|Turnip Moth (Agrotis segetum)|
I have only seen the Turnip Moth once before and that was at Bottengoms Farm (on the Suffolk / Essex border) when Ronald Blythe kindly invited me to trap in his garden. I had hoped to be able to show him how many different species there were floating through the foliage and perhaps peering in through the windows at night. The night was cooler than one would have wished but there were just enough species to show there were many about which he (and I) knew nothing. One was a Turnip Moth. The scientific name can be broken down to 'grassland countryman' (Agrotis) and 'field where a crop is grown' (segetum). This reveals the true nature of the caterpillar which will munch through turnips and mangel-wurzles at considerable speed.
I assumed the moth photographed (above and below) at Shandy Hall was a Sword-grass as the wings seemed to enfold the thorax like chocolate. But it didn't look like either of the sword-grass moths that have been identified here already. Could it be a Pearly Underwing (Peridroma saucia) ? Possibly, but that moth is not common and yet 'may appear almost anywhere' - according to the Field Guide.
On consulting British Moths and their Transformations Humphreys and Westwood pub. 1843 the following description was found :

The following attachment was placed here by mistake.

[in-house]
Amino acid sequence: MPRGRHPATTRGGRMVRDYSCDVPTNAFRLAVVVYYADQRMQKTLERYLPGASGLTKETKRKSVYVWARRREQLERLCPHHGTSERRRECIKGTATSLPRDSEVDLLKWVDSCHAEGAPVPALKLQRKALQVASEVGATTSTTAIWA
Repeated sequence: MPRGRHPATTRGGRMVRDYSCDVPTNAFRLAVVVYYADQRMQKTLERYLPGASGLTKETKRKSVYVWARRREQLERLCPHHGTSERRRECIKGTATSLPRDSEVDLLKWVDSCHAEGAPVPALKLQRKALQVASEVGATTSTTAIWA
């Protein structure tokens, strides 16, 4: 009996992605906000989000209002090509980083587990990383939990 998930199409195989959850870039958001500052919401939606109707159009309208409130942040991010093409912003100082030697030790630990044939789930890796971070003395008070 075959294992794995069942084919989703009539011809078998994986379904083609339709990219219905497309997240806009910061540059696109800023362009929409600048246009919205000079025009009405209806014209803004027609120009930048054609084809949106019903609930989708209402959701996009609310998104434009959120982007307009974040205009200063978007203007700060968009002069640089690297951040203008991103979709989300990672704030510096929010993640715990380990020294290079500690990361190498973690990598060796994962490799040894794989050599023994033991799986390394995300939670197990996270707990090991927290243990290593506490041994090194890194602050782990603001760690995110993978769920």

'This variable insect measures from 1½ to nearly 2 inches in the expanse of the fore wings, which are of a brown colour, very inconstant in its hue, sometimes being nearly black, and considerably irrorated with darker shades; near the base of the wing are several indistinct irregular darker fasciae, one of which runs more distinctly across the wing at the base of the spear-shaped stigma; the basal stigma is oval and rather small, circled with a dark line; the ear-shaped one is large and dusky, and followed by a double undulated fascia across the wing, and the margin is marked with a row of small semi-oval black spots.'
|Turnip Moth (above)|
|Turnip Moth (illustration)|
The illustration shows (Agrotis segetum) but the name is listed as Common Dart.